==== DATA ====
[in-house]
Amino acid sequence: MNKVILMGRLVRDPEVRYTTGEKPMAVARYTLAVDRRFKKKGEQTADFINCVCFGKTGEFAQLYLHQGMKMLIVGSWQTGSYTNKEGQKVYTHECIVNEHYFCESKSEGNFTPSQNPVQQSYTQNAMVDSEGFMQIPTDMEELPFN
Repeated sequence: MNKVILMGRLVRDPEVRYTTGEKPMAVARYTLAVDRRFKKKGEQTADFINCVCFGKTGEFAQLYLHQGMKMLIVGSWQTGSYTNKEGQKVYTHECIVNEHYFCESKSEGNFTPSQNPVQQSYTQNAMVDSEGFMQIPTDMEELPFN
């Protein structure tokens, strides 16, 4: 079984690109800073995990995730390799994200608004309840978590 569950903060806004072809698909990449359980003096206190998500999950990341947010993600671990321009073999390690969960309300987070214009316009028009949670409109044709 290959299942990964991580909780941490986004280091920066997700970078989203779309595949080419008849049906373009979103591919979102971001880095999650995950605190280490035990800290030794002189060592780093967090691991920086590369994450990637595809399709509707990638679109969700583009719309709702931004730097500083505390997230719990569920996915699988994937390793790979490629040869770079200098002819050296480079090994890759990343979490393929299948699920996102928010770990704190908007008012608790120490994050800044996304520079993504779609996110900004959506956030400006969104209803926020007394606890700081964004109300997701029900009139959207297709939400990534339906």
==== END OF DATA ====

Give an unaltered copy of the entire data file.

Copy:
[in-house]
Amino acid sequence: MNKVILMGRLVRDPEVRYTTGEKPMAVARYTLAVDRRFKKKGEQTADFINCVCFGKTGEFAQLYLHQGMKMLIVGSWQTGSYTNKEGQKVYTHECIVNEHYFCESKSEGNFTPSQNPVQQSYTQNAMVDSEGFMQIPTDMEELPFN
Repeated sequence: MNKVILMGRLVRDPEVRYTTGEKPMAVARYTLAVDRRFKKKGEQTADFINCVCFGKTGEFAQLYLHQGMKMLIVGSWQTGSYTNKEGQKVYTHECIVNEHYFCESKSEGNFTPSQNPVQQSYTQNAMVDSEGFMQIPTDMEELPFN
């Protein structure tokens, strides 16, 4: 079984690109800073995990995730390799994200608004309840978590 569950903060806004072809698909990449359980003096206190998500999950990341947010993600671990321009073999390690969960309300987070214009316009028009949670409109044709 290959299942990964991580909780941490986004280091920066997700970078989203779309595949080419008849049906373009979103591919979102971001880095999650995950605190280490035990800290030794002189060592780093967090691991920086590369994450990637595809399709509707990638679109969700583009719309709702931004730097500083505390997230719990569920996915699988994937390793790979490629040869770079200098002819050296480079090994890759990343979490393929299948699920996102928010770990704190908007008012608790120490994050800044996304520079993504779609996110900004959506956030400006969104209803926020007394606890700081964004109300997701029900009139959207297709939400990534339906």